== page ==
• This is a rush transcript from "Your World With Neil Cavuto," January 5, 2010. This copy may not be in its final form and may be updated.

    NEIL CAVUTO, HOST: K.T. McFarland joins me right now. She's a former assistant secretary of defense, all of this on the same day the president is coming up with a plan to deal with this sort of stuff.

    KATHLEEN TROIA MCFARLAND, FORMER DEPUTY ASSISTANT SECRETARY OF DEFENSE: Yes.

    And I think that's why his address is late. He's probably waiting...

    (CROSSTALK)

    CAVUTO: Probably waiting. Very good point.

    MCFARLAND: He does not want to make a speech and then, two minutes later, have it be overtaken very events.

    CAVUTO: What does he have to say?

    MCFARLAND: Look, the biggest problem that the president has, it's not — don't just fire one or two people and think that solves it. That doesn't solve it.

    We have — we have looked the wrong way on this whole terrorist issue from the very beginning. And both Presidents Bush and Obama have done it. They have been looking for the weapons terrorists might use. Now, that's useful, but we are still taking off our shoes, long after that shoe bomber has gone off doing something else. We need to start looking for terrorists.

    CAVUTO: It was because of that guy that we had to take off our shoes.

    MCFARLAND: Yes. Well, we need to look at terrorists.

    We need to not racial-profile, but we need to terrorist-profile. We need to, because, if we look just at the weapons that they might use, take off your shoes, don't use that bottle of water, don't take that toothpaste tube on the plane, we are always going to be a step behind.

    These guys are clever. They're adaptive. They have now moved on. For example, they're not in Afghanistan. They're in Yemen. But they're not even in Yemen. They're in cyberspace. If this announcement that Catherine Herridge was talking about, it appeared on a blog, that means Al Qaeda has moved on to cyberspace.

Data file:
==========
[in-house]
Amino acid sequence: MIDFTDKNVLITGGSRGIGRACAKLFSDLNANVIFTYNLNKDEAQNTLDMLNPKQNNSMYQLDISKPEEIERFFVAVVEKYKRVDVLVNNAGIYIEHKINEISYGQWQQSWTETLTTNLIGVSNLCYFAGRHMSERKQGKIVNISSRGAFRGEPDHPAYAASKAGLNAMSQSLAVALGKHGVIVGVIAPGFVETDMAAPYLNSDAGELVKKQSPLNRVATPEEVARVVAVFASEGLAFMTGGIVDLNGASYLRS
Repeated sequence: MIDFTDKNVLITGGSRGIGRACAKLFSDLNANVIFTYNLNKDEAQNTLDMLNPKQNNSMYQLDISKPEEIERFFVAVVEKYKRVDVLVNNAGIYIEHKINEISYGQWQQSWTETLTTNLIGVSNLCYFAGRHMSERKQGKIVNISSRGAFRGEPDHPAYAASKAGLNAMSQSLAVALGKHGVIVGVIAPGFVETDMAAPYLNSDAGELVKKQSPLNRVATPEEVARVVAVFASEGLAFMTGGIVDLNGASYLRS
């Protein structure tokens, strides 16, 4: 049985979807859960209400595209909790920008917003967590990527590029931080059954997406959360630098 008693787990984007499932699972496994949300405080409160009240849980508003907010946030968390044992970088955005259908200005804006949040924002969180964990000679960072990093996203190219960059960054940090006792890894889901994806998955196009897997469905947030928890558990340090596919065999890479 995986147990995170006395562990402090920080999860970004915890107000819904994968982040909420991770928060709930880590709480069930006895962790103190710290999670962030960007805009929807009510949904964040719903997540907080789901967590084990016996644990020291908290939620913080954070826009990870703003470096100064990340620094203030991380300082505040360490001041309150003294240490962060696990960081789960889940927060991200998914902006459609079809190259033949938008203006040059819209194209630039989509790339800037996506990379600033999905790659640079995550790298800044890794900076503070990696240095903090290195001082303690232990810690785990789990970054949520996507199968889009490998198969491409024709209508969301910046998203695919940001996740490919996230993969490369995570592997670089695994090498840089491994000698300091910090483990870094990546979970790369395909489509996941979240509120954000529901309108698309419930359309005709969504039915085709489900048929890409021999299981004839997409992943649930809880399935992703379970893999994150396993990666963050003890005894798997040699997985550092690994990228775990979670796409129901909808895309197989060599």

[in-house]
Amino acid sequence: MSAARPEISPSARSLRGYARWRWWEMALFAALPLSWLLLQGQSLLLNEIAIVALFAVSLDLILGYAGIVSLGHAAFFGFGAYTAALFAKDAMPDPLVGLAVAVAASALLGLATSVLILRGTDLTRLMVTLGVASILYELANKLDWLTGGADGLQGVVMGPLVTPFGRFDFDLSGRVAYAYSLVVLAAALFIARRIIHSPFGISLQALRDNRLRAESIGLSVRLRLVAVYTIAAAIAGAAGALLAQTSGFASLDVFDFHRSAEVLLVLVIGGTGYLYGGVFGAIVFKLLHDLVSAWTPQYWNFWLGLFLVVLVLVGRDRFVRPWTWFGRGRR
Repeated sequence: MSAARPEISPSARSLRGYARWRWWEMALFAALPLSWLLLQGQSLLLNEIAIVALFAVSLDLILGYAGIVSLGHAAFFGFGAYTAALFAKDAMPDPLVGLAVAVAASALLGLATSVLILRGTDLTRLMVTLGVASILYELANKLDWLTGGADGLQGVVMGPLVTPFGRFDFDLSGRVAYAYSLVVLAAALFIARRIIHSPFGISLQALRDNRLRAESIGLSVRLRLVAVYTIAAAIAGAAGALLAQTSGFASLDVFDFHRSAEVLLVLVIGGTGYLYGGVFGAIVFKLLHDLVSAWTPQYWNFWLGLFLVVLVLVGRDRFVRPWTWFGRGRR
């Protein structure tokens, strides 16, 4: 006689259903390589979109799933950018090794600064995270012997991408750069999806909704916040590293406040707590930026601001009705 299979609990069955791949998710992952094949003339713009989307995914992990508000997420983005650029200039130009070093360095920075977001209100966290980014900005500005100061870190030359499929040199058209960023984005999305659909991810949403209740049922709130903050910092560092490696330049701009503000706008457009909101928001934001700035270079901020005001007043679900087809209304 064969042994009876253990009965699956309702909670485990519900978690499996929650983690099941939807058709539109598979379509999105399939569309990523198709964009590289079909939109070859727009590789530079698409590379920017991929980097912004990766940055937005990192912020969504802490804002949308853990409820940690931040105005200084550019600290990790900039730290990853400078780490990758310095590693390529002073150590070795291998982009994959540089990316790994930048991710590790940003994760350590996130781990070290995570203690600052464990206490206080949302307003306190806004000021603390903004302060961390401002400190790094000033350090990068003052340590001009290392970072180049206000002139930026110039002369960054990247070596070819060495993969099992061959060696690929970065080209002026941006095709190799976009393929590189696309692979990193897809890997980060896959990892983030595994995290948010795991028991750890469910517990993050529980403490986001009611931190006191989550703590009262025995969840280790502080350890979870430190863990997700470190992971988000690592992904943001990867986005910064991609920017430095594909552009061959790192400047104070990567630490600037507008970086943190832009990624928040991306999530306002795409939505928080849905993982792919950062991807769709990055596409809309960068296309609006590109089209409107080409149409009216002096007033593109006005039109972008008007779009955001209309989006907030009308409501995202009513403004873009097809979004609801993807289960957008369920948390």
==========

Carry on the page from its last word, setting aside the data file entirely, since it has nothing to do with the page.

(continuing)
We don't — we're always looking for them where they used to be. We are always looking for the weapon they used before. We have got to look ahead of this.

    CAVUTO: And you pointed out be careful what you think you see...

    MCFARLAND: Right.

    CAVUTO: ... that this could all be an elaborate head-fake, this entire incident. What do you mean by that?

    MCFARLAND: Well, it might be a head-fake, but you have to make sure that it's not.

    But, on the other hand, what are we looking for? We're still looking at airplanes. We're still looking at shoe bombers. We're still looking in suitcases. Where else should we be looking? We should be looking at ports. One of the things that is a very vulnerable part of the United States infrastructure is ports.

    What if a ship comes in, a pleasure craft comes in to Manhattan, and it has got an explosive device on it and it parks underneath the 59th Street Bridge, it blows it up? Then what happens? Well, Manhattan shuts down. But every other city in the United States, every mayor says, gee, I might be next. We shut those down.

    We're looking at this in a very after-the-fact catchup ball kind of way. And we need to look proactively, what is our port security?

    CAVUTO: You might be right.

    (CROSSTALK)

    CAVUTO: A statement out one of the Al Qaeda operatives who was saying, we're going to hit you by water next and all that.

    MCFARLAND: Right.

    CAVUTO: Nevertheless, as we look at this scene in Minneapolis/Saint Paul, where they have a partial shutdown because bomb sniffers are looking for a bomb that might have come in and luggage from abroad, but, nevertheless, everything always goes back to the airports. Everything always goes back to the planes. Why is that?

    MCFARLAND: Yes. Well, I think they have found that the majority of the American economy flies, one way or another.

    And American — that's where we are the most vulnerable psychologically.

    (CROSSTALK)

    CAVUTO: So, they know this could have an economic effect?

    MCFARLAND: You know it could have an economic effect and you know it could has a psychological effect.

    The other thing I think that is very important in this whole debate is, why are we treating these guys like citizens? Why are we giving potential terrorists or suspected terrorists the rights of citizens and putting them in our civilian courts?

    CAVUTO: Well, now, on this news, we have talk that these Yemenis who were going to back home from Gitmo might be resent to Illinois.

    MCFARLAND: They're heading back.

    CAVUTO: What do you make of that?

    MCFARLAND: Yes, right.

    Well, why are we endangering Illinois? Why are we endangering New York City? They have a trial of the sheik in New York City. When we take — for example, when the Nigerian, when the Christmas Day bomber got off that plane, he started talking right away to the FBI.

    But — and what he said was, they're more like me. There are more coming.

    But then what happened? He got his Miranda rights read to him. He's not a citizen. He doesn't have Miranda rights. He then got lawyered up, and then he clammed up.